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Edwin Hall Dalek

33 posts in this topic

Well spotted, but the link will expire, so...




Nobody could have predicted the massive wave of Dalekmania that hit Britain during the early 1960's

The Daleks had been killed off in their first Doctor Who adventure but the huge wave of public demand brought them right back, again and again.

The BBC had to open a department just to handle requests from manufacturers keen to cash in on the Dalek "craze" which has kept on crazing for almost half a century !

The two absolutely iconic images of the first wave of Dalek merchandising are the Louis Marx bump action model and this full sized machine which was the first ever likeness of a Dalek the public could interact with.

These Daleks were made under license to BBC Enterprises and this one is internally stamp dated to 1965.

Accounts vary but the general view is that no more than 50 of these were ever built.

Sited at predominantly seaside locations and originally set to accept sixpenny pieces these proved a sustainable goldmine for the site owners.

As the years went by many deteriorated, their electrics were removed and they ended up as static hollow shells on merry go round rides.

A reasonable guess would be that there are now less than half a dozen still in any kind of working condition.


This Dalek is made of extremely hardwearing fibreglass. The fairground showman who owned it for 40 years of its life has repainted it several times and to good quality fairground standards maintaining not only the original colour scheme of red and blue but also the exact shades of those colours.

The dome features a perforated metal cap at the top and ALL the fittings are the originals !

The eyestick and eyeball are made of metal as are all the eyediscs. The flashing "Ears" are seated on their original metal bases and even the amber coloured lens covers on the ears and the eyeball itself are original.

Inside the dome is the ORIGINAL speaker dated 1965 and still working fine.

The pastel blue neck section carries three neck "rings". These are separate components made of mild steel and are in absolutely FABULOUS condition. Usually these have been painted over repeatedly and are heavily dented, on this Dalek the condition is unbelievably good with very little wear and almost all of the original chromed finish !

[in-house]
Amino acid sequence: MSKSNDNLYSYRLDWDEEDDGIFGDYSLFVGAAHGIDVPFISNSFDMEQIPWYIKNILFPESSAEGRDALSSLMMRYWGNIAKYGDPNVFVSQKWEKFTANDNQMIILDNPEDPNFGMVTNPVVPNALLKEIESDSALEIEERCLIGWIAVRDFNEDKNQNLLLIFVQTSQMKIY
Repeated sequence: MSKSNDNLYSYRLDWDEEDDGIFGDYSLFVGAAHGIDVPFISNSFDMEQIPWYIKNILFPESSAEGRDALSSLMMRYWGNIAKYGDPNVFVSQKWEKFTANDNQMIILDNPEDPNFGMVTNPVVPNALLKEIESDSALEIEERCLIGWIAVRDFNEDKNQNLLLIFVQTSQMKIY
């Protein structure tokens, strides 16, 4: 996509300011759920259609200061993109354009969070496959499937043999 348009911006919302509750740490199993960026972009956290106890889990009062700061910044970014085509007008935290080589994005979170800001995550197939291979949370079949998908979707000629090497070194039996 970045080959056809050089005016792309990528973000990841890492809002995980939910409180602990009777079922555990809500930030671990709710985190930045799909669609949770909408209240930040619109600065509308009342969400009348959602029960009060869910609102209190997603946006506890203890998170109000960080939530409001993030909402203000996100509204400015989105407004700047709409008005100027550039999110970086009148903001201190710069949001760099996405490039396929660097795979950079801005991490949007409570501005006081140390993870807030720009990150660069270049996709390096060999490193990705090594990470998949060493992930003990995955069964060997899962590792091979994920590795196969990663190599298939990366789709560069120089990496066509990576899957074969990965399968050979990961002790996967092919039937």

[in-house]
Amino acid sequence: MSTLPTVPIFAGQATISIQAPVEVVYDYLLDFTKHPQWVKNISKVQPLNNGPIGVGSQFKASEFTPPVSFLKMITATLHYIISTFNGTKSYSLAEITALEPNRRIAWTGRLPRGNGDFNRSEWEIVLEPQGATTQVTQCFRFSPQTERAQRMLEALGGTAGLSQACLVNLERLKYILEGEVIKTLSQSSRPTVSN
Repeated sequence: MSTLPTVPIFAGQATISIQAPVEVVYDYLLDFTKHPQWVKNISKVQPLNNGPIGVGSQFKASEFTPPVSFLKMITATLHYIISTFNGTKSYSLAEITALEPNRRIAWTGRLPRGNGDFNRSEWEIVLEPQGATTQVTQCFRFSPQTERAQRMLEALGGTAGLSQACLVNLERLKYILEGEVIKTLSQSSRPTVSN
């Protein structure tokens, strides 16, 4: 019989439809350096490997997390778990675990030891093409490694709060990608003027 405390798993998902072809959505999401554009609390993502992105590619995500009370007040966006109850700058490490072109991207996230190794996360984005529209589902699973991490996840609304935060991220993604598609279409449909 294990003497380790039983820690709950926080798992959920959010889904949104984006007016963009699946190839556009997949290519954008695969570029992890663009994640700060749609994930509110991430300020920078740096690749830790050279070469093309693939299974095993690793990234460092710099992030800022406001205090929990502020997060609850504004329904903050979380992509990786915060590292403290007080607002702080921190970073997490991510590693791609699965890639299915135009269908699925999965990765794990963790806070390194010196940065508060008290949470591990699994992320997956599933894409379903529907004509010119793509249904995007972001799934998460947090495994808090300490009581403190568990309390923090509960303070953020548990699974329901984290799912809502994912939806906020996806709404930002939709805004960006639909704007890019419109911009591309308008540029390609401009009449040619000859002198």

The shoulder section features the arm and raygun and both of these are again the original cast metal components.

Around this shoulder section are the metal slats all of which are original and in their original plated finish !

The skirt section carries the many half hemispheres. These are moulded into the fibreglass but have protective caps attached made of spun metal. These metal caps are ALL present and have been painted gold.

The base fender section is painted the same colour as the neck and is the only area which shows any damage and scuffing due to wear.

Beneath the base is the original motion mechanism which gives the ride its charactersistic lurching while rotating action.

Internally the Dalek is fitted with a moulded fibreglass seat and an instrument panel for the operator to play with.

The instrument panel has two levers to operate up and down movement on the arm and raygun. There is a blanking plate pop riveted over the top to prevent any movement though and so the antennae are locked into the positions shown.

To the left is the slot into which money is placed to start the ride with a secure cash box beneath. To the right a gold coloured speaker grille.

Additionally there are six lights on this unit and two push button switches.


This was made as a coin operated ride in 1965 and is still fully functioning in that capacity.

When withdrawn from service around ten years ago it was yielding £150 per week from the number of passers by eager to part with a 20p piece.

Originally in 1965 it had a tape recorder fitted inside the dome which played the Doctor Who theme by the Eric Winstone Orchestra

This Dalek now plays a hit of the time it was last overhauled "Doctorin the Tardis" by The Timelords

It was overhauled in the 80's and the music player replaced with more modern technology.

This seems to be the only modernisation to its original 1965 state.

When connected to the electrical mains (Normal UK household mains)and switched on the Dalek is in ambient mode.

In ambient mode, ie switched on and awaiting a customer the bulbs on the ears and tip of the raygun flash on and off bright amber.

The Dalek remains totally still during this time but every 60 seconds or so it says "I am a Dalek" in a 1960's robotic voice and a snatch of the tune is played.

When 20p is inserted the Dalek goes into active mode.

In active mode the tune "Doctorin the Tardis" booms out of the dome section and the Dalek starts to revolve in a jerky robotic fashion.

The Dalek repeats his claim to be such at regular intervals and also, being a Dalek, says exterminate.

This is quite a memorable experience when ridden by a full grown "Adult".

The instrument panel then becomes active with 5 of the 6 white bulbs flashing on and off and the operator can press the raygun noise activator button.



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